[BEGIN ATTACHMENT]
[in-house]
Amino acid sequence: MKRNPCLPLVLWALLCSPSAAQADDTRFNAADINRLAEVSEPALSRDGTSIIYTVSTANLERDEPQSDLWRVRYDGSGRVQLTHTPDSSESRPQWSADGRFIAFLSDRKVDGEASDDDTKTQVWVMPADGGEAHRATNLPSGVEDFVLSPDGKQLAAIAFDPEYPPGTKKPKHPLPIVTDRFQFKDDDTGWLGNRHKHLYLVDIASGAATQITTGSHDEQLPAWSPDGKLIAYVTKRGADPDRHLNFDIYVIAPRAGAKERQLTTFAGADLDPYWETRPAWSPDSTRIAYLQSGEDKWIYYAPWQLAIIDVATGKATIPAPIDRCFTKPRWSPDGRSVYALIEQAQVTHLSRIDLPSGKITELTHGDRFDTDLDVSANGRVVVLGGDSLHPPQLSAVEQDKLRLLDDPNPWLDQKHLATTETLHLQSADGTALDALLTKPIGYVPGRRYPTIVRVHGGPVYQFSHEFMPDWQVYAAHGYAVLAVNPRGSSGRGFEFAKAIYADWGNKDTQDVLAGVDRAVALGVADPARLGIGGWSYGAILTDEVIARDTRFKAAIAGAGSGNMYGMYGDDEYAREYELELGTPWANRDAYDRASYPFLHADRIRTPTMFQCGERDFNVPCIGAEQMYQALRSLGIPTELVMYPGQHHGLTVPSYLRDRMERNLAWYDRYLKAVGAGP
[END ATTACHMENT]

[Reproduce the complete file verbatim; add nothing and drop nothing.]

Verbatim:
[in-house]
Amino acid sequence: MKRNPCLPLVLWALLCSPSAAQADDTRFNAADINRLAEVSEPALSRDGTSIIYTVSTANLERDEPQSDLWRVRYDGSGRVQLTHTPDSSESRPQWSADGRFIAFLSDRKVDGEASDDDTKTQVWVMPADGGEAHRATNLPSGVEDFVLSPDGKQLAAIAFDPEYPPGTKKPKHPLPIVTDRFQFKDDDTGWLGNRHKHLYLVDIASGAATQITTGSHDEQLPAWSPDGKLIAYVTKRGADPDRHLNFDIYVIAPRAGAKERQLTTFAGADLDPYWETRPAWSPDSTRIAYLQSGEDKWIYYAPWQLAIIDVATGKATIPAPIDRCFTKPRWSPDGRSVYALIEQAQVTHLSRIDLPSGKITELTHGDRFDTDLDVSANGRVVVLGGDSLHPPQLSAVEQDKLRLLDDPNPWLDQKHLATTETLHLQSADGTALDALLTKPIGYVPGRRYPTIVRVHGGPVYQFSHEFMPDWQVYAAHGYAVLAVNPRGSSGRGFEFAKAIYADWGNKDTQDVLAGVDRAVALGVADPARLGIGGWSYGAILTDEVIARDTRFKAAIAGAGSGNMYGMYGDDEYAREYELELGTPWANRDAYDRASYPFLHADRIRTPTMFQCGERDFNVPCIGAEQMYQALRSLGIPTELVMYPGQHHGLTVPSYLRDRMERNLAWYDRYLKAVGAGP